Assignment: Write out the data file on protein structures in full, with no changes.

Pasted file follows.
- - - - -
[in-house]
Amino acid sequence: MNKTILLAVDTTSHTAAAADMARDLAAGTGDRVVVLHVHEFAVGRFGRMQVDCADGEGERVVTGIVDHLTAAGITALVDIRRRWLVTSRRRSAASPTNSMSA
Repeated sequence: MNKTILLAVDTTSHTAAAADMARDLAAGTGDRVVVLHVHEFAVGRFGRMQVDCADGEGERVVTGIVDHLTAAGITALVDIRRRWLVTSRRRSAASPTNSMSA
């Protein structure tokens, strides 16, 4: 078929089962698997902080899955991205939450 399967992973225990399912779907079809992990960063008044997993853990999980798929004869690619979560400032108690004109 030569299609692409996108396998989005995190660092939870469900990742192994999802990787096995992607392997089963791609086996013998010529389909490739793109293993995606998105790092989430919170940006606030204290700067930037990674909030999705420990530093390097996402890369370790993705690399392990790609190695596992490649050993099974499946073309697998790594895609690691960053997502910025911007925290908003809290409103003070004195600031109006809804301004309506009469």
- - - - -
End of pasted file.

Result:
[in-house]
Amino acid sequence: MNKTILLAVDTTSHTAAAADMARDLAAGTGDRVVVLHVHEFAVGRFGRMQVDCADGEGERVVTGIVDHLTAAGITALVDIRRRWLVTSRRRSAASPTNSMSA
Repeated sequence: MNKTILLAVDTTSHTAAAADMARDLAAGTGDRVVVLHVHEFAVGRFGRMQVDCADGEGERVVTGIVDHLTAAGITALVDIRRRWLVTSRRRSAASPTNSMSA
């Protein structure tokens, strides 16, 4: 078929089962698997902080899955991205939450 399967992973225990399912779907079809992990960063008044997993853990999980798929004869690619979560400032108690004109 030569299609692409996108396998989005995190660092939870469900990742192994999802990787096995992607392997089963791609086996013998010529389909490739793109293993995606998105790092989430919170940006606030204290700067930037990674909030999705420990530093390097996402890369370790993705690399392990790609190695596992490649050993099974499946073309697998790594895609690691960053997502910025911007925290908003809290409103003070004195600031109006809804301004309506009469």